She made me call a meeting.
I wasn’t sure.
It’s not exactly PC to admit you have a whole bunch of clamoring voices in your head, much less to call them all to a meeting. (Um, isn’t there a medical diagnosis for that?)
She said to imagine a big table, room for all the voices, with me at the end of the table, chairing the meeting. It would be like an audience, she said. I would listen. I would hear them out. I would decide whose perspective was the most helpful. I would decide when we get up from the table. I would decide where we go from there. It was all up to me.
And so, rather than trying desperately to think through the next step all the while trying to tune out the loud distractions all around me, I pictured a big, huge conference table in my head. And around the edges they gathered.
#1 The first one said it couldn’t be done. There’s no point in even trying—THAT would be a waste of time. Maybe someone told you you could do it, but they were wrong. Don’t even put yourself out there; people are probably laughing behind your back as we speak, in fact. Come on, no one wants to see you fail. Or, maybe they do. Do you really want to give them that satisfaction? So don’t even go there. Just don’t.
#2 Another voice chimed in: “You really owe it to them.”
“To them. You know, THEM.” All the people counting on you. Everybody who believes you can do it. Anybody who ever thought you ever wrote anything worthwhile in all your life. They expect it from you. How can you even think of letting them down? That’s not very responsible, Amy, not very responsible at all.
#3 “Oh for God’s sake, whatever you do, don’t go there!” shouts another one from down at the other end. How can you do this to yourself? You know that if you start writing you’re going to cry. Cry and cry and cry and cry and hurt. And it might never stop hurting. It might be like ripping open a big, gaping wound that has just, just begun to heal. In fact, it will probably hurt so much you’ll feel like you can’t breathe anymore. Remember how that felt? Remember? Please don’t do that to yourself again.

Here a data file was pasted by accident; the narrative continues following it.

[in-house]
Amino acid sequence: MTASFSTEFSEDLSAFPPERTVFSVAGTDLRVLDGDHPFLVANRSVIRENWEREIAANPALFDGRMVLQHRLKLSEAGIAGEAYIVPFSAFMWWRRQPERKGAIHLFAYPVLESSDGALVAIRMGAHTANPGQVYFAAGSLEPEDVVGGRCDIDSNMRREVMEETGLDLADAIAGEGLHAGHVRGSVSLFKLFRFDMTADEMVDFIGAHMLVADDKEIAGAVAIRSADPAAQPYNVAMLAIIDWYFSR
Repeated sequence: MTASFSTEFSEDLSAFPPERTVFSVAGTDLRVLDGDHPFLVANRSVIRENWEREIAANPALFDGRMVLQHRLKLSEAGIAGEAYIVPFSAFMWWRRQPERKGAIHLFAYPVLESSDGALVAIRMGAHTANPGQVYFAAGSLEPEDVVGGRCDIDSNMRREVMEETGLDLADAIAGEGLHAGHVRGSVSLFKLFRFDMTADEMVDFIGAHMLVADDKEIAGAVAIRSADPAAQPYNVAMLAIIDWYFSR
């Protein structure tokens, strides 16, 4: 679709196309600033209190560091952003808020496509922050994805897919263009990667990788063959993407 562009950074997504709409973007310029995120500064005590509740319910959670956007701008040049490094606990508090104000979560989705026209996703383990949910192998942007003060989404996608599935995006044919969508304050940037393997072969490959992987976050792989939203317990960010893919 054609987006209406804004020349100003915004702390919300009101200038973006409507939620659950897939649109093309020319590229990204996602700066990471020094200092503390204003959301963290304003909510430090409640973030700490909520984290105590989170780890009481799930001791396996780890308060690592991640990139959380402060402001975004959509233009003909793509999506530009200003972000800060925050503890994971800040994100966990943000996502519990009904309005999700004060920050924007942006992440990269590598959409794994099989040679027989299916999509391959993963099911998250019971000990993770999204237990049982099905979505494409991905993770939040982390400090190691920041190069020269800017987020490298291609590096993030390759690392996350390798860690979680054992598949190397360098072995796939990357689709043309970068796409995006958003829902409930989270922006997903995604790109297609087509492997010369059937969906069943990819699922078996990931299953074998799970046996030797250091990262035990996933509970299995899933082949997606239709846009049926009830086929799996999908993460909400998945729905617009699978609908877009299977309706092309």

#4 But, you know . . . if you don’t write . . . you’ll never heal. Writing is cathartic! You know yourself well enough by now to know that writing is how things sort themselves out in your head. Words down on paper. You finally have the words again; they are there; you know it. If you write and write and write, just keep writing, then it will feel better. I promise! It will feel better, and you might even learn things about yourself that you never knew before. Think of all the possibilities!#5 You can do it. You know you can. You just feel uncertain because you don’t know the outcome, which means you are not fully in control. We all know how you are about not being in control. But let’s be honest: most things are not in your control anyway. You know that by now! And you also know that you have a book somewhere inside; you’re going to have to write it sometime. And whether it makes the NY Times Bestseller List or whether your mom and maybe a couple of your siblings make it all the way through, it’s just something that you are destined to do. Like finishing your doctoral work—remember? You can do it, and you might as well get started because, let’s be honest, it will dog you until you do.
I heard them all. I heard them out. But this time, instead of yelling at each other so loud that I couldn’t think straight, it was a nice, civilized meeting. Everyone got a turn on the floor. All the voices were heard.
Just like she told me, I ran the meeting.
Everybody spoke, everybody except one. That last one wasn’t really another voice—it was THE voice—but as far as I could tell, God didn’t say anything. Not one thing. I looked over for a definitive answer, some clue about whose voice was right, but all I got was a reassuring smile. God didn’t say: “I like what #4 has to say, but you might want to think about the excellent point #3 has put forward . . . “. Nope. God was just there, calm demeanor, eternal perspective, unfaltering presence. Just right there next to me.
I’d like to say that this meeting has been called to a close.
I would like to report that I’ve carefully considered all the options and I know just exactly what the next step will be (and how the final result will turn out once I take that next step . . .). I don’t. I really don’t.
And so I guess that the meeting continues.
The voices will inevitably keep talking. And I’ll just keep listening until I know it is time to get up from the table.
No matter when that happens, I know for sure I’ll keep reaching out for that presence beside me. I suspect that, no matter how much I ask, that voice will not tell me which way to go. But now that I can hear the voices more clearly maybe the path will unfold. And whether it does or not . . . when it does, that is . . . the voices will fade.
I know they will.
But the presence will stay. I believe the presence will stay.